WordPress Security Tip: Add Google Authenticator 2-step Verification

Note: Google Authenticator only works on iOS, Android, Windows Phone, webOS, PalmOS, and BlackBerry devices. In other words you will need your smart phone to login to your website.

How Does it Work?

Normally passwords can be cracked. If you are using the same password on numerous websites, a security leak on one put your other accounts in danger. Often people are lazy, and they don’t change their passwords even after they get an email about security compromise on a major site.

Well, the 2-step verification is the solution just for that. Even if the hacker knows your WordPress username and password, they will not be able to access your site unless they have a time restrained random security code (provided by Google Authenticator).

Because your blog is directly connected with your mobile device, you will be the only person with access to retrieve the unique code for each login. The code expires in a short amount of time for security purposes.

Once we are done with this tutorial, there will be an additional field on your WordPress login page like this which will improve your WordPress security:

How to Add Google Authenticator in WordPress

First thing you need to do is install Google Authenticator app on your phone. We are going to use the iOS terminology for the sake of this tutorial, but the process is similar for other devices as well. Visit the App store and search for “Google Authenticator”. Download and Install the application.

Now let’s get back to your WordPress dashboard. We will re-visit Google Authenticator app once we are done with the setup on the WordPress end.

Let’s install and activate the Google Authenticator plugin for WordPress. For more details, see our step by step guide on how to install a WordPress plugin.

In the WordPress menu, click on Users » Your Profile. You will see Google Authenticator Settings there.

Active – If you check this box, then it means that your blog is now going to use Google Authenticator. (Check this box once you are done with the entire setup)

Relaxed Mode – Normally your Google authenticator code expires every minute. Using the relaxed mode will allow you to use one code for upto 4 minutes. We don’t recommend turning this on unless you type very slow. The code is only 6 characters long, so you should be able to do it in 1 minute.

Description and Secret Key – These options are pretty self explanatory. The description will act as your account name in the Google Authenticator app. The secret key is needed if you are not using the QR code. Note: When using iPhone, you can’t spaces in your description. If you do add spaces, then the QR code may not work and you will need to use the key to enter the information in our application manually.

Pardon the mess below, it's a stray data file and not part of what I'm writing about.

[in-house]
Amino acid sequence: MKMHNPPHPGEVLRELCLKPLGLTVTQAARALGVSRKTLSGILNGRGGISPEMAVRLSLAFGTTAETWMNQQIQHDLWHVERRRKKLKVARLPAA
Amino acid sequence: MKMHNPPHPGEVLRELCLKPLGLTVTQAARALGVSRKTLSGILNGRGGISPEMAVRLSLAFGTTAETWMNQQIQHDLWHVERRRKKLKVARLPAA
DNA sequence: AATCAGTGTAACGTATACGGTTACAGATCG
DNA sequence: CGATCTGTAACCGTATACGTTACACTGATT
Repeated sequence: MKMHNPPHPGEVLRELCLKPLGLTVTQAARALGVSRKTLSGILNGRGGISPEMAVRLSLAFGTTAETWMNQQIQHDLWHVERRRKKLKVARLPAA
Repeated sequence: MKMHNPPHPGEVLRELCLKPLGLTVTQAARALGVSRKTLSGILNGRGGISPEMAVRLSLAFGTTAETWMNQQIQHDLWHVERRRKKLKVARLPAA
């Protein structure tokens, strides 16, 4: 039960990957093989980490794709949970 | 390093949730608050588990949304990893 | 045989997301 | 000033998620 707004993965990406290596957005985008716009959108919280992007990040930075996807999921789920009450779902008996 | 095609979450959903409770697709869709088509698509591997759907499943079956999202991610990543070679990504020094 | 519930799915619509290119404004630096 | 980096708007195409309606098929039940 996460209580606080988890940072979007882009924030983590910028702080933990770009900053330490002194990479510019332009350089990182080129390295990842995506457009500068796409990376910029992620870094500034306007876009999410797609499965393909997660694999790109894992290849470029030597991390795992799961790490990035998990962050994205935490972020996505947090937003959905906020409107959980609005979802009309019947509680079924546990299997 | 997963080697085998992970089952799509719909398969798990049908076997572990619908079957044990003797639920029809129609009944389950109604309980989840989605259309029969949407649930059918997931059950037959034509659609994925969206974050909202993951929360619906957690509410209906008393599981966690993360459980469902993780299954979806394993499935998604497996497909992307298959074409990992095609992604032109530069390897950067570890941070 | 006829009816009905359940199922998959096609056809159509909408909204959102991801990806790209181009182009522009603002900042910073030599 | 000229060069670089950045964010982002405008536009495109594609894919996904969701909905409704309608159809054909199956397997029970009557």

Enable App Password – You need this only if you are using XML-RPC (remote publishing) on your blog. This means WordPress iOS app, or Windows Live Writer. Remember, that enabling that will decrease your overall login security, but if you really like using remote publishing, then keep on using it. Just enable this option and set an application password.

Now that we have the WordPress part configured, lets get back to our iPhone App Google Authenticator. Click on the Google Authenticator app icon and then click on the + icon to add a new account.

You will be asked to either scan the QR code or enter the provided key. You can get both these from Google Authenticator settings on your website.

Scan Bar Code if your description doesn’t have any spaces. Click Show QR code button in WordPress to see the QR code.

As soon as you scan the bar code or enter the Secret key, your WordPress blog description will appear in Google Authenticator. It will show you a random string of 6 digits with a 1 minute counter next to it.

Now when you login, you will see a two-step verification field that asks for Google Authenticator code.

This works for multi-author blogs as well. Each author gets their own secret key, so they can set it on their device. What are you waiting for? Use 2 step verification on your blog to improve WordPress security.

Was this article helpful?
0 out of 0 found this helpful